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1. Introduction:

The Bhagavad Gita is the greatest spiritual and metaphysical scripture of the Hindus. It contains valuable teachings applicable to all stages of human development. Such a universal and all-pervasive teaching with practical solution for every day problems of life fell from the divine lips of the Lord Himself. Sri Krishna had once revealed to his mother the whole universe of infinite dimensions in his tiny mouth; so also, in his short discourse uttered with a limited number of words in a limited span of time Sri Krishna has given the very quintessence of the universal science of life. This indeed is a testimony to the divine glory of Lord Sri Krishna.

Once, after the Kurukshetra war, when the Pandavas were ruling their kingdom, Arjuna besought Sri Krishna: “Oh Lord, I was fortunate to receive from you the teachings of the Gita but that was in the din and bustle of the battlefield; I would very much like to hear it once again at leisure in the calm and peaceful atmosphere now reigning.” To this, the omniscient Lord replied: “Oh Arjuna I do not have the same inspiration today. I cannot recapture that same teaching again.” Although nothing would have been impossible to Him, this episode serves to highlight the extraordinary greatness of the Gita.

The time, the Place and the dramatic context selected by the Lord to give His supreme teaching to humanity are unique. Both the Kaurava and the Pandava armies are lined up face to face and the war is about to begin. The minds of all the soldiers taking part in the war are agitated because they are under the tension of an explosive war. At this time who else but God Himself could have the poise and power to expound such a simple and yet profound philosophic teaching? In our daily lives, very often grave problems confront us. Confused, we lose our heart. Only at such moments of crisis do we experience the dire need of the Gita. The mind is a battlefield where the good and evil forces fight for supremacy. Unable to face life and its problems, we are prone to run away from our duties and responsibilities out of sheer cowardice. To such cowards, the Gita offers hope and encouragement. It prompts them into rightful action. The Gita which was preached to Arjuna in the context of the Kurukshetra war has wider application to the war that is going on constantly within our mind between the good and the evil forces. Sri Madhvacharya says that the Mahabharata has not only a historical but also a metaphysical interpretation. One may wonder whether this teaching given in the bygone days of the Dwapara Yuga will ever be applicable to the modern atomic age! But, in fact, the teachings of the Gita are perennial and contain elements of truth applicable to all ages.
svaeRpin;dae gavae daeGxa gaepal nNdn>,
pawaeRvTs> suxI-aeRKtaÊGx< gItam&t< mht!.
sarvopaniÿado g˜vo dogdh˜ gop˜la nandana×

p˜rthovatsa× sudhŸrbhokt˜dugdhaÕ gŸt˜m®taÕ mahat
In this verse, the Upanishads are called a cow, Sri Krishna is the milkman, Arjuna is the calf which induces the cow to yield milk and the Gita is the milk. Just as the milk is not for the calf alone, so also the Gita which contains the quintessence of all the UpaniShadic thought is not for Arjuna alone but for the whole of mankind.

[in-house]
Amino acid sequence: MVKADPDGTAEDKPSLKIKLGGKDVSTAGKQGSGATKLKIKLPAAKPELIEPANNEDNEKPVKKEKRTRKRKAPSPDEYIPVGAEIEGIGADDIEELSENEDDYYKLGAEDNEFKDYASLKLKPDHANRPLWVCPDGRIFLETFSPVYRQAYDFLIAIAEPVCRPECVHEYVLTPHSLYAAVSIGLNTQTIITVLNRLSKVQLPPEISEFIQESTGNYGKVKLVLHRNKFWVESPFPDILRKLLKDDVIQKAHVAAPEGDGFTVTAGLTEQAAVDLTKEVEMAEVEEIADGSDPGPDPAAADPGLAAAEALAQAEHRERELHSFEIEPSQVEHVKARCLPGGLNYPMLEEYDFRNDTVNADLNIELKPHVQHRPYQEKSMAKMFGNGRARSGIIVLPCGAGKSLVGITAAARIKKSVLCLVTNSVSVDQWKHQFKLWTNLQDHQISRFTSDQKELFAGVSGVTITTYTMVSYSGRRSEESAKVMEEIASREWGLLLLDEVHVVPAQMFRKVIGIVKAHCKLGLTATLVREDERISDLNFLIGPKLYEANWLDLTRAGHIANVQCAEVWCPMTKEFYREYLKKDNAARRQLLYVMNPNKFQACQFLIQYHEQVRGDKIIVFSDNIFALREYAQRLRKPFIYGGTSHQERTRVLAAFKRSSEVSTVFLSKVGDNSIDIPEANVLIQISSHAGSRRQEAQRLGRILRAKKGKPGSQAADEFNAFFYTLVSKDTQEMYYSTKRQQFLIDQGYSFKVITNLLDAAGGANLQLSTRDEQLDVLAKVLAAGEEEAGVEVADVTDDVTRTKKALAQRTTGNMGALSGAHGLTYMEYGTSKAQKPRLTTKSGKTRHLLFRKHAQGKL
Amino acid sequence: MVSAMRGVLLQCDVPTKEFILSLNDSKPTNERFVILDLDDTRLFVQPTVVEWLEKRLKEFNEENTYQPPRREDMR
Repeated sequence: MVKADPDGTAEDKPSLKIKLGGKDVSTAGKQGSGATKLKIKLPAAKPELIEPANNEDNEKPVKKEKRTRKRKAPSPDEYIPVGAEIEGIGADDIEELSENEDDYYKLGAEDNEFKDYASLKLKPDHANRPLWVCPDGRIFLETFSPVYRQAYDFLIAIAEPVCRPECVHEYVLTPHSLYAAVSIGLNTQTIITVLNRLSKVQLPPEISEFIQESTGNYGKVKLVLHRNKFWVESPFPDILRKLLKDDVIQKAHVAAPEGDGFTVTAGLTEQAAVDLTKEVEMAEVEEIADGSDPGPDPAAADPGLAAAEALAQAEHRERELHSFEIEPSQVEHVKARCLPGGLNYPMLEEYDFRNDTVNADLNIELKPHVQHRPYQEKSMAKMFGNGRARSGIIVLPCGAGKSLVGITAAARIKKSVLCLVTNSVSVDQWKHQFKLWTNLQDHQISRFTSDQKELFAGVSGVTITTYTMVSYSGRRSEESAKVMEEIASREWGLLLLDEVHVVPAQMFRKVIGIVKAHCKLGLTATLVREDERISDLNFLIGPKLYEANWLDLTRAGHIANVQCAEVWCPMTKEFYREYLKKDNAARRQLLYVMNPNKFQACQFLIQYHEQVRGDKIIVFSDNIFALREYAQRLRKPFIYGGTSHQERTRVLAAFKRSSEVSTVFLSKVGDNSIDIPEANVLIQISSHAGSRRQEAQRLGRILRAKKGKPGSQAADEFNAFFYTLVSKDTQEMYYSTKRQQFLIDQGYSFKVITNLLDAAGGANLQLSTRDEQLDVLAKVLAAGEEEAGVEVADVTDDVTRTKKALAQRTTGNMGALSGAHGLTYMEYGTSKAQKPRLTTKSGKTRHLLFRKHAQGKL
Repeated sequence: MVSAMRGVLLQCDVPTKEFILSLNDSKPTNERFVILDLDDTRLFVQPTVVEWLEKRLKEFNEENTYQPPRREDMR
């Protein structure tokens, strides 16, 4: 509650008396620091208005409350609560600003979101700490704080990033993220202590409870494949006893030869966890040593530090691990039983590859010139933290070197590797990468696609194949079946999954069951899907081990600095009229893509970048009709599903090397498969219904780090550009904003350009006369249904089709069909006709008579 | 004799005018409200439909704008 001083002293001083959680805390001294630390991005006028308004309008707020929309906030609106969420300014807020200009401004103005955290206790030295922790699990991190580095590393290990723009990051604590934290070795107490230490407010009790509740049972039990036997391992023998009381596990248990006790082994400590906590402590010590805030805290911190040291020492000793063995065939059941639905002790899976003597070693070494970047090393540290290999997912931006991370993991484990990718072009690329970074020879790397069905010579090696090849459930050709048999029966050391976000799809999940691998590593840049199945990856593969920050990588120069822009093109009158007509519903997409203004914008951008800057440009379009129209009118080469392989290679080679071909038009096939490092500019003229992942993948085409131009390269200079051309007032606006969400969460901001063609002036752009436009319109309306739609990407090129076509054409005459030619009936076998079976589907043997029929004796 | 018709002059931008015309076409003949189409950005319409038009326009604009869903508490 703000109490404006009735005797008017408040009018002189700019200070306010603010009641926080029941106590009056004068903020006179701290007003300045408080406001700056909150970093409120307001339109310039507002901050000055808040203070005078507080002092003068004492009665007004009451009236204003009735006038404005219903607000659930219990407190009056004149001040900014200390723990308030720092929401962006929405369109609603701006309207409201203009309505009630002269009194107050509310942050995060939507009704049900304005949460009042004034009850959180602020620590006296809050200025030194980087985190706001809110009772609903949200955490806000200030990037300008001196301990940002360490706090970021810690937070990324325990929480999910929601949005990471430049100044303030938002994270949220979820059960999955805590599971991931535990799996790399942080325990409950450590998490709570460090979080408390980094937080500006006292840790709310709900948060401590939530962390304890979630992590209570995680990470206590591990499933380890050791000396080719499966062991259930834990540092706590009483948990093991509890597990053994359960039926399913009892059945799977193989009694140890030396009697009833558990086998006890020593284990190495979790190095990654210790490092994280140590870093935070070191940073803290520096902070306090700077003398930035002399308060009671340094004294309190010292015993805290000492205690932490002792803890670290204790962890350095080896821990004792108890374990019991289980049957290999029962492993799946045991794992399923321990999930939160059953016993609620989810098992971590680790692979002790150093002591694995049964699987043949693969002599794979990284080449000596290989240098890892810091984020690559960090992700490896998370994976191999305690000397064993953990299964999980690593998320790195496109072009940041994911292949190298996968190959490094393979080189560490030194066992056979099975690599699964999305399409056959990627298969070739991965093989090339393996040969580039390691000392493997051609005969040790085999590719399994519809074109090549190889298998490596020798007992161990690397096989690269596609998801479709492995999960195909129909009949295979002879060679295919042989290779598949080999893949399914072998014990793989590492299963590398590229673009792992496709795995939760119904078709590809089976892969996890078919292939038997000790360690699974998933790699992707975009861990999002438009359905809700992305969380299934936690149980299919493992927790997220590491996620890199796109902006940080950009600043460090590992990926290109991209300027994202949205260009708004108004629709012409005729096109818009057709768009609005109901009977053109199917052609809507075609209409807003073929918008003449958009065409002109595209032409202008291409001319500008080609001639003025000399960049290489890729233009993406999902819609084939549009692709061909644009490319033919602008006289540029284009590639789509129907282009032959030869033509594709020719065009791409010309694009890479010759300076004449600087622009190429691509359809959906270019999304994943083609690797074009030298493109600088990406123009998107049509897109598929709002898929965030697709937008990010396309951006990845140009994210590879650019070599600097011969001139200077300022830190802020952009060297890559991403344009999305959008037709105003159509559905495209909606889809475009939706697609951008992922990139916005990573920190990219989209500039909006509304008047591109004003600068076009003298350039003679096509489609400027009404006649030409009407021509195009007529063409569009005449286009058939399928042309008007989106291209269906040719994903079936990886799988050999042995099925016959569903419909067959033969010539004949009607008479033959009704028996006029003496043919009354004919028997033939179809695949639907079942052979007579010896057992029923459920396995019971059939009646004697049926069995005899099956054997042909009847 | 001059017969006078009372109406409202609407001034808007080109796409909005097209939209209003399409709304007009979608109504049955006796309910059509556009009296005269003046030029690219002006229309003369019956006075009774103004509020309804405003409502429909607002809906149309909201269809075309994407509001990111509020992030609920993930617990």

While giving this discourse, Sri Krishna is described to have held his fingers in the form of ‘Jnana Mudra’ which is also symbolic of milking and what has flown out in the form of the Gita is the divine nectar itself.
}anmuÔay k«:[ay gItam&tÊhe nm>,

jñ˜namudr˜ya k®ÿõ˜ya gŸt˜m®taduhe nama×

2. On the sacred field of Kurukshetra:

The Gita commences with a dialogue between Dhritarashtra and Sanjaya. Sri Vedavyasa, the author of the Mahabharata, makes Sanjaya give the blind Dhritarashtra a running commentary of the whole battle. Sanjaya is giving him a vivid description in minutest detail. Dhritarashtra asks: “Tell me, Sanjaya, what did the sons of Pandu and mine do, when they gathered on the sacred field of Kurukshetra.” Spiritually blind also as he is, Dhritarashtra betrays his attachment to and fondness for his own sons, as against the sons of Pandu. He did not ask Sanjaya how the war progressed. Instead, he enquired what the Pandavas did. He fondly expected that when the noble Pandavas assembled on the battlefield ready for war, their piety would be roused and out of the goodness of their heart, they would voluntarily give up all claims to the kingdom. Earlier this wily and selfish old king had sent words to the Pandavas through Sanjaya thus: “Oh sons of Pandu, my sons are after all wicked and quarrelsome. But at least you are good and noble! Therefore give up your claim to the kingdom, retire to the forest and spend the rest of your days in peace.” He had hoped that this advice would have some effect on at least one of the Pandavas, if not all and it is as though to see whether any of them had been demoralised that he asks Sanjaya the above question. In fact Dhritarashtra’s advice did not really go in vain! The valiant Arjuna himself becomes thoroughly demoralised and loses the determination to fight. He becomes a nervous wreck and repeats the very arguments put forward by Dhritarashtra and withdraws from war.

Sanjaya replies: “0 Dhritarashtra! Your son Duryodhana had expected that the Pandavas, having spent thirteen years in the forest, would not be able to raise a respectable army in such a short time. He had hoped that the Pandavas would be disheartened on seeing your majestic army. But on the contrary, it is Duryodhana who has got unnerved on seeing the mighty Pandava army.”

As narrated in the ‘Sabha Parva’, when Bhima under provocation, vowed that he would kill Duryodhana and others, they got so frightened about their lives that they ran to Dronacharya and got from him an assurance of protection. Now the bewildered Duryodhana goes to Dronacharya and describes the heroes on either side and expresses his genuine doubt and fear whether his army under the command of Bhishma would ever be able to vanquish the army commanded by Bhima.